JACKSON, MS — The future of an electric car maker that once had grand promises for a corner of the Mississippi Delta is growing even murkier.
GreenTech Automotive laid off at least some of its 75 employees at its Tunica County plant this week.
Mississippi's state employment service said it had been told the company is "shutting down," but agency spokeswoman Dianne Bell said Thursday that the agency hasn't been able to reach the company to provide layoff assistance.
The company — which has faced a federal securities investigation — did not respond to The Associated Press on Friday.
The company once planned to build 250,000 cars a year and invest $2 billion, but long ago downsized those plans, promising the state it would invest $60 million and hire 350 workers. GreenTech never met those thresholds, telling the federal government in 2015 that it had 75 workers.
GreenTech missed the initial deadline for the first payment on its $3 million loan from Mississippi, but eventually scraped up $150,000 in November, four months late.
Besides the $3 million loan, Mississippi loaned Tunica County $1.9 million to buy the site and exempted the company from income, franchise and sales taxes.
The company announced it had started production on a two-seat "neighborhood electric vehicle" in October 2015, but it's unclear how many of those cars were ever made. The Roanoke Times reported in May that a U.S. Citizenship and Immigration Services document showed GreenTech had produced only 25 cars and sold none. Documents obtained by AP through a Freedom of Information Act request were less definitive.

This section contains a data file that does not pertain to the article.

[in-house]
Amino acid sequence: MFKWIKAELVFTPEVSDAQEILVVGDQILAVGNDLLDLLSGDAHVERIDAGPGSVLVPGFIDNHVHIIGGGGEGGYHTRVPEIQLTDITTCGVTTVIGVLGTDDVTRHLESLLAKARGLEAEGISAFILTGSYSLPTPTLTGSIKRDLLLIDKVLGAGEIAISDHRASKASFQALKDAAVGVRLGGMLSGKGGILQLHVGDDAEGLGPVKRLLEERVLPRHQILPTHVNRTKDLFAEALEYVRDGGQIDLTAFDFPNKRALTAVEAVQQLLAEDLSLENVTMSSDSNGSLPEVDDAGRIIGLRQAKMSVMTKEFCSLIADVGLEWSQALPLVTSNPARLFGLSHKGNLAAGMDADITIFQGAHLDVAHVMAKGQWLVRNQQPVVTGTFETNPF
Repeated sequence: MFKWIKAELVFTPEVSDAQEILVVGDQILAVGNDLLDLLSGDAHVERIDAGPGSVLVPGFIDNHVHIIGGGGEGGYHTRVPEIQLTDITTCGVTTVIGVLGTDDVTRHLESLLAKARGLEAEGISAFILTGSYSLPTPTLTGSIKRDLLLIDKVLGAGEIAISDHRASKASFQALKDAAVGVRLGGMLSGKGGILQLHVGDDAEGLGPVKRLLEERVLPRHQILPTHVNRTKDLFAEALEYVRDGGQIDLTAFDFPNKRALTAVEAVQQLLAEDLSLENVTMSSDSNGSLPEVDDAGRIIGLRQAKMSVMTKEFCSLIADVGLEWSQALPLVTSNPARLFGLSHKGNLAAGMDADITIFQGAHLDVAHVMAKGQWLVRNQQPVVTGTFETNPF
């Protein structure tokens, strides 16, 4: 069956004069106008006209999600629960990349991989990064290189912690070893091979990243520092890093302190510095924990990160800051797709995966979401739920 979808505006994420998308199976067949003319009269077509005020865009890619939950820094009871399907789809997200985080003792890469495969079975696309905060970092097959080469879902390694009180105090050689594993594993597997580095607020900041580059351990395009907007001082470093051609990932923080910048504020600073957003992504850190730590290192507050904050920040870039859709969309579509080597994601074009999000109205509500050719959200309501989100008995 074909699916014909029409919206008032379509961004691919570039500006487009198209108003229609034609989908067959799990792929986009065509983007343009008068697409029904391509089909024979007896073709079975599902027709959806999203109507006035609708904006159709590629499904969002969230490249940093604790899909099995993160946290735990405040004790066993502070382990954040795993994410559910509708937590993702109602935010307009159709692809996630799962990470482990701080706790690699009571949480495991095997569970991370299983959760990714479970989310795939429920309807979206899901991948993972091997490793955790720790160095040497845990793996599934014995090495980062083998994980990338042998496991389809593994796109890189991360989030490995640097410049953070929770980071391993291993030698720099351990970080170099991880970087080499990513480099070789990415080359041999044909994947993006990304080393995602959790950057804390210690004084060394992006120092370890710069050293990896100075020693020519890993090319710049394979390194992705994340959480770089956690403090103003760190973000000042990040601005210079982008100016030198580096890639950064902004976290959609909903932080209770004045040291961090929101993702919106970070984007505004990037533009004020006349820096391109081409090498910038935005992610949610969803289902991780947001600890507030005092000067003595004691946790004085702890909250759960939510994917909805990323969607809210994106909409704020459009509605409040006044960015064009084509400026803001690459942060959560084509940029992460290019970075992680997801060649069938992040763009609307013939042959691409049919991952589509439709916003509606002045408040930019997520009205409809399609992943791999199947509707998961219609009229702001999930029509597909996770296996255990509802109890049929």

The Mississippi Development Authority said it was renegotiating its incentive agreement after GreenTech fell short of investment and employment targets. Authority spokesman Jeff Rent said Friday that the state hasn't reached a new agreement.
"MDA continues to work with the company," he wrote in an email.
Mississippi has lost money on a number of other alternative energy projects, and has twice sold equipment for pennies on the dollar after a company failed.
GreenTech had told the development authority that it would raise cash through a merger with a Chinese company, saying it was awaiting approval from Chinese regulators.
Tunica County Chamber of Commerce CEO Lyn Arnold told The Tunica Times that GreenTech isn't closing and is still negotiating a merger.
Previously, GreenTech raised money from Chinese people who can obtain U.S. residency by creating 10 jobs and investing $500,000. Documents show the citizenship agency decided to reject a number of visa requests made through a fund run by Hillary Clinton's brother, Anthony Rodham, because GreenTech created so few jobs.
A 2015 report found a federal official broke ethics rules when he aided GreenTech's visas. Among former insiders is Virginia Gov. Terry McAuliffe. The Democrat divested his interest before becoming governor, but acknowledged in May that he's under federal investigation. GreenTech has also faced an investigation by the U.S. Securities and Exchange Commission. The status of that probe is not clear.